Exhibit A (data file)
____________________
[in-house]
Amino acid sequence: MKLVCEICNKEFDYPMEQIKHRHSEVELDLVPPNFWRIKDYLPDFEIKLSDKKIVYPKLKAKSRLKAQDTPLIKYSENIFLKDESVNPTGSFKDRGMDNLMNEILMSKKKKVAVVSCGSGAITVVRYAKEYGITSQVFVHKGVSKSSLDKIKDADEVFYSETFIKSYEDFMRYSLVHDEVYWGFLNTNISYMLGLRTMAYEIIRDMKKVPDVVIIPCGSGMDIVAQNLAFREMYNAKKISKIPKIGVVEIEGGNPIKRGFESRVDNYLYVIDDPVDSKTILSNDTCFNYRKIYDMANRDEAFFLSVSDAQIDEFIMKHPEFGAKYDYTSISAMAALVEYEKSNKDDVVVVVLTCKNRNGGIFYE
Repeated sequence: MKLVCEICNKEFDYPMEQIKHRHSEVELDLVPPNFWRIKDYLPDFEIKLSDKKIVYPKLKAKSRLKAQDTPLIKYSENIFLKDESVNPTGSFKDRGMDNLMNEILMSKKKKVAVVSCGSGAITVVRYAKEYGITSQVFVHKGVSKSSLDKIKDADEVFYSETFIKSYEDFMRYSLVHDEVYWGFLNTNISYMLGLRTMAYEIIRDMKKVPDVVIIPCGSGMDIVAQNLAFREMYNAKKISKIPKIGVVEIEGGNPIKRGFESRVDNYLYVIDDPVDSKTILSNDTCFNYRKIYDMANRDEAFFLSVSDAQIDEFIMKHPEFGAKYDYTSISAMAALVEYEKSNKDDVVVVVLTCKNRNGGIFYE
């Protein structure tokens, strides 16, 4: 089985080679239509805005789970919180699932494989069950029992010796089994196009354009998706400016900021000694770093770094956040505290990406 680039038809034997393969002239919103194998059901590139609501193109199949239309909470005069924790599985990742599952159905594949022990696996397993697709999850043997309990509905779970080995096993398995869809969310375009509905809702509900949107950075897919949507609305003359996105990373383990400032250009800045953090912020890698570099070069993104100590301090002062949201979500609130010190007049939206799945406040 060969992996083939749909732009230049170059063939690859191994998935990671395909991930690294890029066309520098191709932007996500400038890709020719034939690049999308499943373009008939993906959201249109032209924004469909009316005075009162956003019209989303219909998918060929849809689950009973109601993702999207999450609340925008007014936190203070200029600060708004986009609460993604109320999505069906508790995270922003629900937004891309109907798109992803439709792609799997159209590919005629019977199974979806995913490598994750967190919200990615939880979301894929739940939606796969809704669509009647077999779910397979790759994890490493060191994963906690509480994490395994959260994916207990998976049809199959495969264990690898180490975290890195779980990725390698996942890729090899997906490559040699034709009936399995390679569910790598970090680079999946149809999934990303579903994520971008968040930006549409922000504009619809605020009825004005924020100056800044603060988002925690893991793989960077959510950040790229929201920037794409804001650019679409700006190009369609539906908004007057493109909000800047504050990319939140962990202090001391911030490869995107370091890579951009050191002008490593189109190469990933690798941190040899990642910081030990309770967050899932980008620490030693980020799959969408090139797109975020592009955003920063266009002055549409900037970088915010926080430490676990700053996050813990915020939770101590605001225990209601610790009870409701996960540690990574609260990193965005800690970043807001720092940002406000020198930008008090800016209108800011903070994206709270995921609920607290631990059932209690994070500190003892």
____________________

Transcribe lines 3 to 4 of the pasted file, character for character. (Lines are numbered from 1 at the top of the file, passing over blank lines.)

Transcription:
Repeated sequence: MKLVCEICNKEFDYPMEQIKHRHSEVELDLVPPNFWRIKDYLPDFEIKLSDKKIVYPKLKAKSRLKAQDTPLIKYSENIFLKDESVNPTGSFKDRGMDNLMNEILMSKKKKVAVVSCGSGAITVVRYAKEYGITSQVFVHKGVSKSSLDKIKDADEVFYSETFIKSYEDFMRYSLVHDEVYWGFLNTNISYMLGLRTMAYEIIRDMKKVPDVVIIPCGSGMDIVAQNLAFREMYNAKKISKIPKIGVVEIEGGNPIKRGFESRVDNYLYVIDDPVDSKTILSNDTCFNYRKIYDMANRDEAFFLSVSDAQIDEFIMKHPEFGAKYDYTSISAMAALVEYEKSNKDDVVVVVLTCKNRNGGIFYE
């Protein structure tokens, strides 16, 4: 089985080679239509805005789970919180699932494989069950029992010796089994196009354009998706400016900021000694770093770094956040505290990406 680039038809034997393969002239919103194998059901590139609501193109199949239309909470005069924790599985990742599952159905594949022990696996397993697709999850043997309990509905779970080995096993398995869809969310375009509905809702509900949107950075897919949507609305003359996105990373383990400032250009800045953090912020890698570099070069993104100590301090002062949201979500609130010190007049939206799945406040 060969992996083939749909732009230049170059063939690859191994998935990671395909991930690294890029066309520098191709932007996500400038890709020719034939690049999308499943373009008939993906959201249109032209924004469909009316005075009162956003019209989303219909998918060929849809689950009973109601993702999207999450609340925008007014936190203070200029600060708004986009609460993604109320999505069906508790995270922003629900937004891309109907798109992803439709792609799997159209590919005629019977199974979806995913490598994750967190919200990615939880979301894929739940939606796969809704669509009647077999779910397979790759994890490493060191994963906690509480994490395994959260994916207990998976049809199959495969264990690898180490975290890195779980990725390698996942890729090899997906490559040699034709009936399995390679569910790598970090680079999946149809999934990303579903994520971008968040930006549409922000504009619809605020009825004005924020100056800044603060988002925690893991793989960077959510950040790229929201920037794409804001650019679409700006190009369609539906908004007057493109909000800047504050990319939140962990202090001391911030490869995107370091890579951009050191002008490593189109190469990933690798941190040899990642910081030990309770967050899932980008620490030693980020799959969408090139797109975020592009955003920063266009002055549409900037970088915010926080430490676990700053996050813990915020939770101590605001225990209601610790009870409701996960540690990574609260990193965005800690970043807001720092940002406000020198930008008090800016209108800011903070994206709270995921609920607290631990059932209690994070500190003892």